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Risk Of Death From Overheated Cars Will Continue

Neil Debbage presents at Think Science at the Malú and Carlos Alvarez Theater on August 19, 2022.
Nathan Cone
Neil Debbage presents at Think Science at the Malú and Carlos Alvarez Theater on August 19, 2022.

The San Antonio Metropolitan Health Department and the National Highway Traffic Safety Administration are teaming up in an effort to reduce the number of child deaths in hot cars.

Even with slightly lower temperatures as fall approaches, the dangers remain high for children being seriously injured or dying from being left alone inside a hot car.

The two agencies are starting a campaign to remind parents and caregivers that kids can easily suffer heatstroke if left in a vehicle.

Metro Health is urging parents to:

  1. Never leave a child unattended in a vehicle
  2. Make it a habit to look in the backseat every time you exit the car
  3. Always lock the car and put the keys out of reach

"More than half of all vehicle-related heatstroke deaths in children happen when a child is accidentally left in the car," said Kelly Bellinger, the program manager for Metro Health's Healthy Start, in a press release, "and more than 30 percent are caused by a child getting into a hot car on their own."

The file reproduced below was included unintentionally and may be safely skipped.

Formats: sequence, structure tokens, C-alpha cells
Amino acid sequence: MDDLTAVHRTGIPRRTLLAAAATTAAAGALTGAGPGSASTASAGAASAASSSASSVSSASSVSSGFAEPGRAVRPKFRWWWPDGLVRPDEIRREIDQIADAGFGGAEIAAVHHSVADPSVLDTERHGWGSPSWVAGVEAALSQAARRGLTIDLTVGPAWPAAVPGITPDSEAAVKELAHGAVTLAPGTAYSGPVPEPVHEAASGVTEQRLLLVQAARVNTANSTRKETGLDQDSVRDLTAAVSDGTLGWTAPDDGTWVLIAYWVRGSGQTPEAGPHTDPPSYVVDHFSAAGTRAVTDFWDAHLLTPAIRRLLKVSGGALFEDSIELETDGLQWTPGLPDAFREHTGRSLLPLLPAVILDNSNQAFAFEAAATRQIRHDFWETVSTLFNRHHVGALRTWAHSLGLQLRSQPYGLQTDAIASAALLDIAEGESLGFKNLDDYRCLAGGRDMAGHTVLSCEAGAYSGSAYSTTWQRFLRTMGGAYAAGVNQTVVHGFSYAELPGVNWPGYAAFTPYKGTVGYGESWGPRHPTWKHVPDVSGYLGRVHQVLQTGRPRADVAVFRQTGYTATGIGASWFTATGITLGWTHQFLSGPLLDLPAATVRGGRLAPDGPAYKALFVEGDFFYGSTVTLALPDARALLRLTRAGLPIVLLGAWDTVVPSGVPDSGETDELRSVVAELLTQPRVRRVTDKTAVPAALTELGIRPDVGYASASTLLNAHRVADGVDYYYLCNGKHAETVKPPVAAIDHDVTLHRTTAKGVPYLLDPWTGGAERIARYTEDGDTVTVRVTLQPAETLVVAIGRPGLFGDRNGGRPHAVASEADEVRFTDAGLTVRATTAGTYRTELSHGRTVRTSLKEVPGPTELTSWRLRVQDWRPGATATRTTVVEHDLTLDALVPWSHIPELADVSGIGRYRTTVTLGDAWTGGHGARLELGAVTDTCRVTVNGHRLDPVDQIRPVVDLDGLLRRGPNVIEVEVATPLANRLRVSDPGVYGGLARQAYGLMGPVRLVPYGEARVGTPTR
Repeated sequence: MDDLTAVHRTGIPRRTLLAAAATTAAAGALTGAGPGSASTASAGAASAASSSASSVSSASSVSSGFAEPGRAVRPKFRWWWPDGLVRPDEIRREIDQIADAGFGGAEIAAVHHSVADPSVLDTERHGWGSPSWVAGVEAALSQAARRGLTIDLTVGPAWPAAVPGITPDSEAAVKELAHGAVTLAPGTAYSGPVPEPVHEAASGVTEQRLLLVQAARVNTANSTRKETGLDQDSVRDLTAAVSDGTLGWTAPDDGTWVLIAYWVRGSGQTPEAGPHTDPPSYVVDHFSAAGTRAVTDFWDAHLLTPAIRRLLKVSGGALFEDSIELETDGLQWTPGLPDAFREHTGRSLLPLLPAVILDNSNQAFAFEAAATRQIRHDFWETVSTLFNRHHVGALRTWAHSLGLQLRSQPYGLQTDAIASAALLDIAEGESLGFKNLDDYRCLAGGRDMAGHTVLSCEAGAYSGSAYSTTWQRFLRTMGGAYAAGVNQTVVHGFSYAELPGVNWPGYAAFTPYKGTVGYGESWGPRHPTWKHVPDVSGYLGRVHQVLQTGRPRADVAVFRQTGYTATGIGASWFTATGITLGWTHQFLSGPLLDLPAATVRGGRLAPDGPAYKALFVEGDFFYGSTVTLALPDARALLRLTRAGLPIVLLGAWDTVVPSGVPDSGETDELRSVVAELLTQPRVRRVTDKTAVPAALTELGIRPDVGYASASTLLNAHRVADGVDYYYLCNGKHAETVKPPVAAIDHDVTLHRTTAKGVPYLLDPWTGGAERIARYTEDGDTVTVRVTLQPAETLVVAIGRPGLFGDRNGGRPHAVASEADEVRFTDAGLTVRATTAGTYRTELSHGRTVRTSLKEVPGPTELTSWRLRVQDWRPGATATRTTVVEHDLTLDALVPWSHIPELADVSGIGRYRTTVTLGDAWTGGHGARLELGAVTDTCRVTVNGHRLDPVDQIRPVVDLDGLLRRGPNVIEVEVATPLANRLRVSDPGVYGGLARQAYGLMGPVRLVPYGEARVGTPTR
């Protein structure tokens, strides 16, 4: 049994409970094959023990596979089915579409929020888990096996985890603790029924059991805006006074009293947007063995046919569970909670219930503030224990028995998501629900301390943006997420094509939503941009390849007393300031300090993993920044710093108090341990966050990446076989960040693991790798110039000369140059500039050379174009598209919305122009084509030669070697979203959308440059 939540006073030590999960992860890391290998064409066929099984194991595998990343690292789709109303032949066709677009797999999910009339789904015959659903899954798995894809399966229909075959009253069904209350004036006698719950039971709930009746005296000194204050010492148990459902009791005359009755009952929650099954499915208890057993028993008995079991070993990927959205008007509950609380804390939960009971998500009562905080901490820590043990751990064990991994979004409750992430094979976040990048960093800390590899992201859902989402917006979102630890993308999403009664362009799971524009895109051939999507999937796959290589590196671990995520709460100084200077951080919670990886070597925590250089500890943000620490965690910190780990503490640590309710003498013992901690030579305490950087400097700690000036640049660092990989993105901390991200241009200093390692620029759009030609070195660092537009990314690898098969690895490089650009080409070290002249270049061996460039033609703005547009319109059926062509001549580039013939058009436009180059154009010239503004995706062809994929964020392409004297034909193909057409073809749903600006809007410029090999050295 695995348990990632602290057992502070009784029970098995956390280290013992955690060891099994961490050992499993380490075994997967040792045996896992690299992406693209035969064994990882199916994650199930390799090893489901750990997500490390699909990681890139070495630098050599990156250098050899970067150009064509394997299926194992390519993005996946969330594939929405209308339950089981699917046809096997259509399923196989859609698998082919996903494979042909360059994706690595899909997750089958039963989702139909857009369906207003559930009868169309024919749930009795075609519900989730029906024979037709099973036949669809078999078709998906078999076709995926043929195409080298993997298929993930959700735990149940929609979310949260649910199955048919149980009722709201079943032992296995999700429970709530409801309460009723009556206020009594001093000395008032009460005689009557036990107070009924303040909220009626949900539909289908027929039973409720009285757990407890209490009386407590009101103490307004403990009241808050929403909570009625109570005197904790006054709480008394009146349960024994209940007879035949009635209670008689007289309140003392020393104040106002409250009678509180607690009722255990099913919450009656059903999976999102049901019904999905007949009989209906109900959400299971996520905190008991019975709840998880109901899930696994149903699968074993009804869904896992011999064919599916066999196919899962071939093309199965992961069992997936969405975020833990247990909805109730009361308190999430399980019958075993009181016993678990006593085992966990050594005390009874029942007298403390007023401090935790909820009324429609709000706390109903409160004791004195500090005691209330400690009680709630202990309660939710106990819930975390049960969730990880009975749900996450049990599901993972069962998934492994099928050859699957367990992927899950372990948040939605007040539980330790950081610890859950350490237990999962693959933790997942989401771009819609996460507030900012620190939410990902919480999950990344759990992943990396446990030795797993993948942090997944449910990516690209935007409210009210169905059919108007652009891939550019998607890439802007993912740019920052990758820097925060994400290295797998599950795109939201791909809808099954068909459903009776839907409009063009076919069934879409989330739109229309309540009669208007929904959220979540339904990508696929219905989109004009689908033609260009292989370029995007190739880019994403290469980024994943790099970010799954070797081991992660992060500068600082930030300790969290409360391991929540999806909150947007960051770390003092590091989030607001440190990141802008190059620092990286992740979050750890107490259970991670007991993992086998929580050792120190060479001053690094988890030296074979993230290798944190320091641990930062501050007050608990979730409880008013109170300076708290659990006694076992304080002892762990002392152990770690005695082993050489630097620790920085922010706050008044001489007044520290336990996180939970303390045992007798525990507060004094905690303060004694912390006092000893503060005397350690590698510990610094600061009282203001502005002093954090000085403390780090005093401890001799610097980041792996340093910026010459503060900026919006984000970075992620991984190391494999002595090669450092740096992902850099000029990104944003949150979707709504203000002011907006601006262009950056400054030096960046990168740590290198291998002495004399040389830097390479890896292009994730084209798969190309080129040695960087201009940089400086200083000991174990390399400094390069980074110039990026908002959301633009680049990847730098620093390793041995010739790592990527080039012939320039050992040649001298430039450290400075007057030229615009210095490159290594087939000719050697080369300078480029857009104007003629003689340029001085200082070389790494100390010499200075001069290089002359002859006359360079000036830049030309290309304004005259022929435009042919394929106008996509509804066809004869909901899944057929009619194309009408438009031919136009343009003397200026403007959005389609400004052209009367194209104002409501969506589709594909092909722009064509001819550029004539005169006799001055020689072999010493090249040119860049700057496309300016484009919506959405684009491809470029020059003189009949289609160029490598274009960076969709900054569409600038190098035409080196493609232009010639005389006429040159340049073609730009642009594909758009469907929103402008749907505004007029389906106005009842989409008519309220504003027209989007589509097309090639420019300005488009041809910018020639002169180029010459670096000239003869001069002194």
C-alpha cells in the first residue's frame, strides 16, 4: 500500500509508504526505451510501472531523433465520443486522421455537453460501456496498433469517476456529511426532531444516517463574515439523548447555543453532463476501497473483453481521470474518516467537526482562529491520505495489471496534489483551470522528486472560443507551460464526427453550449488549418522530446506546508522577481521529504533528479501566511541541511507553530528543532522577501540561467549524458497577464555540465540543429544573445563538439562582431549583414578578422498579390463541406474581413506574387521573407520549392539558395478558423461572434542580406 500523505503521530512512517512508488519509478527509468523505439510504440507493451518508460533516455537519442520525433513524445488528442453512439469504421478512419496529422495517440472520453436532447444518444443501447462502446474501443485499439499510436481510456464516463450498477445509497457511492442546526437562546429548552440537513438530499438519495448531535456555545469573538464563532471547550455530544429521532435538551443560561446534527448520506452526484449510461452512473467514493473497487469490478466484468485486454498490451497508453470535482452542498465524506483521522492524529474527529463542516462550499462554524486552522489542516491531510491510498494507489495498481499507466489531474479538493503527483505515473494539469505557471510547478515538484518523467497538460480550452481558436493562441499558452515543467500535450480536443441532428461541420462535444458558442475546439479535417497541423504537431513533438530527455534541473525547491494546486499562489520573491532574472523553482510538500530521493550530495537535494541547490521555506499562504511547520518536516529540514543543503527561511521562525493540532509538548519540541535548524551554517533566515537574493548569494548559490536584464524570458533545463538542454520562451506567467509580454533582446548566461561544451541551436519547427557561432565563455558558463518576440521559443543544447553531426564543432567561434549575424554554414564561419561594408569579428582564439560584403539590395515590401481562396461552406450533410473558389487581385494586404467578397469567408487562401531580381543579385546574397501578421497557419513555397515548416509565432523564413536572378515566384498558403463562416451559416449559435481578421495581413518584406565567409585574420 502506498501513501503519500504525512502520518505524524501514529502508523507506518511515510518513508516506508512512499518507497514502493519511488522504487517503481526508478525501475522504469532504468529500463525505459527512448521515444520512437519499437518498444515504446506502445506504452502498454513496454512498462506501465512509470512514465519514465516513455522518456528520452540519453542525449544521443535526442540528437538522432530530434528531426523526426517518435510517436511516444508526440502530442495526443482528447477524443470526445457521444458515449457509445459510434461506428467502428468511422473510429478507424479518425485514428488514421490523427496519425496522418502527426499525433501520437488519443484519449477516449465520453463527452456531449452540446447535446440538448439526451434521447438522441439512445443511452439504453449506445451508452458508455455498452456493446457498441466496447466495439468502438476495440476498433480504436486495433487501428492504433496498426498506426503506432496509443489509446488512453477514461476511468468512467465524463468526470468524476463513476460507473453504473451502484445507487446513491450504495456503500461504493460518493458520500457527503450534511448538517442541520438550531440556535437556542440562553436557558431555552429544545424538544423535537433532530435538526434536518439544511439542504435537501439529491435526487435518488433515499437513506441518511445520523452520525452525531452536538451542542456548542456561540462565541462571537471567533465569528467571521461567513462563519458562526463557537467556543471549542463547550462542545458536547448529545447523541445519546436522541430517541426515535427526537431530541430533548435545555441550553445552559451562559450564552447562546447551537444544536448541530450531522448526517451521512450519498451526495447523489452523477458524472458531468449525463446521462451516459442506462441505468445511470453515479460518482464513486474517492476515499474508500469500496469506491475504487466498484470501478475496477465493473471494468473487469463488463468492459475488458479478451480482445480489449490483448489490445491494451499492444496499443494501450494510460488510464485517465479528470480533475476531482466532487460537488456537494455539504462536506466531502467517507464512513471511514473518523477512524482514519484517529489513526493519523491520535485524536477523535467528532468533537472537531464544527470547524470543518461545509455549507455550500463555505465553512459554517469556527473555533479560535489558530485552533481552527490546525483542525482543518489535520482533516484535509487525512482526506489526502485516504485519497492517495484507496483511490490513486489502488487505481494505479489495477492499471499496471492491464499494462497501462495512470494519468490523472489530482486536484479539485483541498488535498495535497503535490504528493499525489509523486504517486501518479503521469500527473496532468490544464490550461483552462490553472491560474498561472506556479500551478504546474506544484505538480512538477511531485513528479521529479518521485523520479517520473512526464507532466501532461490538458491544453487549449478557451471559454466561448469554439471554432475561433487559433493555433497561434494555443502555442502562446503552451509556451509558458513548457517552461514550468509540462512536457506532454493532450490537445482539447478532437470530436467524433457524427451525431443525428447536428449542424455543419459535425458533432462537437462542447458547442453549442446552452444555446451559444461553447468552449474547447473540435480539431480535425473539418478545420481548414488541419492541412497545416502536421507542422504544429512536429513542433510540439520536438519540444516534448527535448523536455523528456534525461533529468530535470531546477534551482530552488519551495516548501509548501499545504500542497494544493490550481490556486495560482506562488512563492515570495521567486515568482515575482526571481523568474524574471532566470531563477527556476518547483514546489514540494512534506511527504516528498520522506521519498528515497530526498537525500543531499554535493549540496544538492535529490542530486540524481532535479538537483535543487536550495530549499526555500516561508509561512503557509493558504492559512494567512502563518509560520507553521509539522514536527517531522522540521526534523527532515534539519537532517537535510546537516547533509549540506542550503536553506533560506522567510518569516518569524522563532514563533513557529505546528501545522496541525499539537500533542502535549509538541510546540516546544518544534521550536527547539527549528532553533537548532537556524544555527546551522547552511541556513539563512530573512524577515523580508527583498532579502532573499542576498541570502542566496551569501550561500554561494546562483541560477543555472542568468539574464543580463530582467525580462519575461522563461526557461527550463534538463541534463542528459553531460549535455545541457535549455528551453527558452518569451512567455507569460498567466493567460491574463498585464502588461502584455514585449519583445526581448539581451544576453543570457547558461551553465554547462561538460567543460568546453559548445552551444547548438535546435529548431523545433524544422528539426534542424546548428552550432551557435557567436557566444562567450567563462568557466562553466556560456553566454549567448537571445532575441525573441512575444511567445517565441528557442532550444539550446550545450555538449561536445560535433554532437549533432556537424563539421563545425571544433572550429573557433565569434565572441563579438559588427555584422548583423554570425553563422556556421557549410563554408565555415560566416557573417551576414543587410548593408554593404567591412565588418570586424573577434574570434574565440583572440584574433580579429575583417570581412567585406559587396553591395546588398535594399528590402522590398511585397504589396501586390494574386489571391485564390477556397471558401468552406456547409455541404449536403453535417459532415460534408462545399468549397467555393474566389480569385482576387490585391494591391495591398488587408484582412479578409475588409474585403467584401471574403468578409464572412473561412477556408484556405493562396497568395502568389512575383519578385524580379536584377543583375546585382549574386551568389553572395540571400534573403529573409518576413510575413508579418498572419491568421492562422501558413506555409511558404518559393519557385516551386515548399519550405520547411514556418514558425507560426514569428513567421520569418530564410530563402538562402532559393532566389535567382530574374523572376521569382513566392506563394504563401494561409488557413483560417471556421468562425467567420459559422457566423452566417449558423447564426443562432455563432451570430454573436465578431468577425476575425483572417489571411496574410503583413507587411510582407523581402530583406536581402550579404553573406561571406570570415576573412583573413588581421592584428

The National Highway Traffic Safety Administration says one child dies in the U.S. from vehicular heatstroke nearly every 10 days.

Bellinger is also quoted as saying: "Children’s body temperatures can rise up to five times faster than that of an adult, and on an 80 degree day, a car can reach deadly levels in just 10 minutes."

Eileen Pace is a veteran radio and print journalist with a long history of investigative and feature reporting in San Antonio and Houston, earning more than 50 awards for investigative reporting, documentaries, long-form series, features, sports stories, outstanding anchoring and best use of sound.